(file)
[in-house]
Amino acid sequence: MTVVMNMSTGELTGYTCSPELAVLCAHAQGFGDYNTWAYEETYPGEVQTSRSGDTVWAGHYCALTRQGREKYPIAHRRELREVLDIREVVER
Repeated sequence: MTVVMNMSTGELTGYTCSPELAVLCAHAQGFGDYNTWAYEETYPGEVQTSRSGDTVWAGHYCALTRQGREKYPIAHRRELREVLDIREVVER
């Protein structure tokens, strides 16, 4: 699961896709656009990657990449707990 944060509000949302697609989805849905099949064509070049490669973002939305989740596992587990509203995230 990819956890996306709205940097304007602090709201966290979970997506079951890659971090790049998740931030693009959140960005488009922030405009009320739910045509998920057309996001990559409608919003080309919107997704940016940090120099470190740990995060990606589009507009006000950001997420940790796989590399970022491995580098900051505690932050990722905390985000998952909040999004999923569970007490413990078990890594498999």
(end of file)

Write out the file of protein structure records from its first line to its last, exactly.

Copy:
[in-house]
Amino acid sequence: MTVVMNMSTGELTGYTCSPELAVLCAHAQGFGDYNTWAYEETYPGEVQTSRSGDTVWAGHYCALTRQGREKYPIAHRRELREVLDIREVVER
Repeated sequence: MTVVMNMSTGELTGYTCSPELAVLCAHAQGFGDYNTWAYEETYPGEVQTSRSGDTVWAGHYCALTRQGREKYPIAHRRELREVLDIREVVER
């Protein structure tokens, strides 16, 4: 699961896709656009990657990449707990 944060509000949302697609989805849905099949064509070049490669973002939305989740596992587990509203995230 990819956890996306709205940097304007602090709201966290979970997506079951890659971090790049998740931030693009959140960005488009922030405009009320739910045509998920057309996001990559409608919003080309919107997704940016940090120099470190740990995060990606589009507009006000950001997420940790796989590399970022491995580098900051505690932050990722905390985000998952909040999004999923569970007490413990078990890594498999």